Bachelor of Arts
John Confer, Associate Professor and Coordinator
The program in environmental studies offers two majors. Environmental studies focuses on the humanities, including implementation, values, and aesthetics, while providing a strong science background. Environmental science focuses on the sciences and prepares students to conduct original research designed to solve environmental problems in the context of social values and economic and political reality.
The Major in Environmental Studies
Environmental studies is an interdisciplinary major dealing with questions and issues that pertain to the interaction between humanity and nature. No one discipline can possibly cover such a broad area for reflection; consequently, students in this major are required to develop considerable intellectual breadth. The core curriculum requires not only a significant amount of science but also history, economics, politics, and philosophy. In consultation with their advisers, students will construct an area of concentration. Students must submit the self-designed concentration to the registrar no later than the end of the junior year. A senior capstone experience (such as an internship, research paper, or special project) will integrate the major and prepare graduates for graduate school or environmental careers.
Requirements for the Major in Environmental Studies -- B.A.
Select one of the following:
Restricted elective courses
Required self-designed concentration (see the environmental studies website for examples)
The Major in Environmental Science
Environmental science is an interdisciplinary program that provides strong training in the sciences; a choice of focal areas in anthropology, biology, or chemistry; and a background in related courses in the humanities. Core science requirements include 43 credit hours of classes for science majors. In addition, the environmental science major develops a significant expertise in one of the three focal areas. Majors in both environmental studies and environmental science share in the senior capstone experience -- a real, applied project -- which integrates the experiences of students with different skills and training and prepares students for graduate school or environmental careers.
Requirements for the Major in Environmental Science with a Concentration in Anthropology, Biology, or Chemistry -- B.A.
Science background courses
Cultural background courses
A minimum of four courses from the two lists below, with at least one in humanities and one in social sciences. Courses chosen to fulfill this requirement cannot be used to fulfill requirements for the focal area.
Select two of the following:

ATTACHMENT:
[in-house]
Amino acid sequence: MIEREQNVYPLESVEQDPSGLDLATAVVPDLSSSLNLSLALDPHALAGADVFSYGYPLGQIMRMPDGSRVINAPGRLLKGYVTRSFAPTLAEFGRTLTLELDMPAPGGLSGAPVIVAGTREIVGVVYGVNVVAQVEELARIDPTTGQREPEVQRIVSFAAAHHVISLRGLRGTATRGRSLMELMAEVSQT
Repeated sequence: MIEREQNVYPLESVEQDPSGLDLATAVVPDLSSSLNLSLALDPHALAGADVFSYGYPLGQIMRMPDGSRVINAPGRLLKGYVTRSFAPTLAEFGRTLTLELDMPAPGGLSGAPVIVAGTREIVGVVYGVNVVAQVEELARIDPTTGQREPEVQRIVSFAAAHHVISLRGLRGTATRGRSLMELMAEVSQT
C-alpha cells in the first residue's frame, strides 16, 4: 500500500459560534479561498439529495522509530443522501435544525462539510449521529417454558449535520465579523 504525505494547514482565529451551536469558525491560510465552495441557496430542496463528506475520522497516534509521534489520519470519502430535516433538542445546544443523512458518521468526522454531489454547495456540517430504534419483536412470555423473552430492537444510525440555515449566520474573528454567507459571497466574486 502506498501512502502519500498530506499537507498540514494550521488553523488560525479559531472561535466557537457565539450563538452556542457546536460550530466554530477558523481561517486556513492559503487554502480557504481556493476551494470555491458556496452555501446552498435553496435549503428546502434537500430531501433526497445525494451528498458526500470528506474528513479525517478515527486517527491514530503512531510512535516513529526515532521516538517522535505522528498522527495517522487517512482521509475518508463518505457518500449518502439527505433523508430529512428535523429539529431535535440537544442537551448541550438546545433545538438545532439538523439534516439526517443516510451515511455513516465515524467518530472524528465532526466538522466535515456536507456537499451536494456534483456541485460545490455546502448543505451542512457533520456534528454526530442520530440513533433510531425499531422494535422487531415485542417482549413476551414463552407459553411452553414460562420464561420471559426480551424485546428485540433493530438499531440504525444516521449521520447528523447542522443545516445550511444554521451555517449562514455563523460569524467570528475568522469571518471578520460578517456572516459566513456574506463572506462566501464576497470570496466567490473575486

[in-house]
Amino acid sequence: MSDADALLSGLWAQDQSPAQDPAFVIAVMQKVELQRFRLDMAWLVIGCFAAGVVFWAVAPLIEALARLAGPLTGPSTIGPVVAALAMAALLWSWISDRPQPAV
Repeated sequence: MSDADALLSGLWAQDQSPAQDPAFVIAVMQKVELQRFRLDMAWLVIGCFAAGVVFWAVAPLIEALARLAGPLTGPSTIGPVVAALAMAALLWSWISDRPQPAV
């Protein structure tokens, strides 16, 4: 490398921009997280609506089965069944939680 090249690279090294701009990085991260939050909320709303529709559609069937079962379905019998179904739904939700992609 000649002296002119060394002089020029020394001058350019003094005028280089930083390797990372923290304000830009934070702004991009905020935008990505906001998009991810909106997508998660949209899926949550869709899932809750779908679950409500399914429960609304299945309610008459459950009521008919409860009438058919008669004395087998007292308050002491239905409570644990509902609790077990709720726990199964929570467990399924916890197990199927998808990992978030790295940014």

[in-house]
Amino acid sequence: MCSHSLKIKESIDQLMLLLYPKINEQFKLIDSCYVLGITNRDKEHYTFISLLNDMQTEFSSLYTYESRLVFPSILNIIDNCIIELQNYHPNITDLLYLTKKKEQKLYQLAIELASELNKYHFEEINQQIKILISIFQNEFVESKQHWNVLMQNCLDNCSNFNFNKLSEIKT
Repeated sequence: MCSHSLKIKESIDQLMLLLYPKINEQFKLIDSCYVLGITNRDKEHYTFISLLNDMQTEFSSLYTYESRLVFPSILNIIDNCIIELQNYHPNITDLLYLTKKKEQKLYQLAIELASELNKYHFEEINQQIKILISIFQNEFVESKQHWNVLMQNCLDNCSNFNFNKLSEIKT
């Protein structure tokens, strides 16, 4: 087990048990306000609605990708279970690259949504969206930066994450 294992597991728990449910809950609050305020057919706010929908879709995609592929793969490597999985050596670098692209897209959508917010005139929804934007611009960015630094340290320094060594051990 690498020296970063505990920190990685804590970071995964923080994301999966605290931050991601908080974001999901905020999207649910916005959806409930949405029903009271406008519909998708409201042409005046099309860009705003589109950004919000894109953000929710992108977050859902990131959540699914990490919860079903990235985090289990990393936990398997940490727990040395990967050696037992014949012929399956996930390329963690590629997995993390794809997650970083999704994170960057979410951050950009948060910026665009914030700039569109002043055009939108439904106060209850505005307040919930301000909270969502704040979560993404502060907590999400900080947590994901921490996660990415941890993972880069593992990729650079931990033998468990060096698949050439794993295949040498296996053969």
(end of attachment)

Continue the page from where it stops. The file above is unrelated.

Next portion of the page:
Select two of the following:
Each student will fulfill requirements in one of three focal areas listed below.
Select five of the following:
Select six of the following:
The interdisciplinary minor in environmental studies at Ithaca College is administered by the School of Humanities and Sciences. The object of the minor is to (1) introduce students to the substance and complexity of environmental issues, and (2) explain what they must know before they can begin to participate in responsible discussion and policy making on any level.
Students pursue eight courses for an integrated inquiry into two related areas: Area I: foundations in science -- toward an understanding of and an appreciation for the principles of ecology, and thus a recognition of the necessity for integrity and stability in the natural environment; and Area II: cultural solutions -- an analysis of economic, political, cultural, and intellectual forces that motivate adverse human impact on the natural environment, and an encouragement of an "active hope" for solutions to environmental issues.
Requirements for the minor in environmental studies
Area I: Foundations in Science (9-16 credits; minimum of three courses)
Minimum of one survey of biology from the following:
Minimum of one ecology/environment-oriented course from the following:
Minimum of one chemistry course from the following:
Area II: Cultural Solutions (12 credits; minimum of four courses of which at least one is in the humanities and one is in the social sciences)
Students should be aware that many of the courses in Area II have prerequisites not listed within the minor. Therefore, to successfully complete the minor, it is important to plan carefully and seek advice early from a minor adviser. Courses listed as seminar or tutorial apply only if the topic is appropriate to the minor and prior approval is granted by the minor coordinator.
A. Ozolins, Office of Creative Services, 15. July, 2005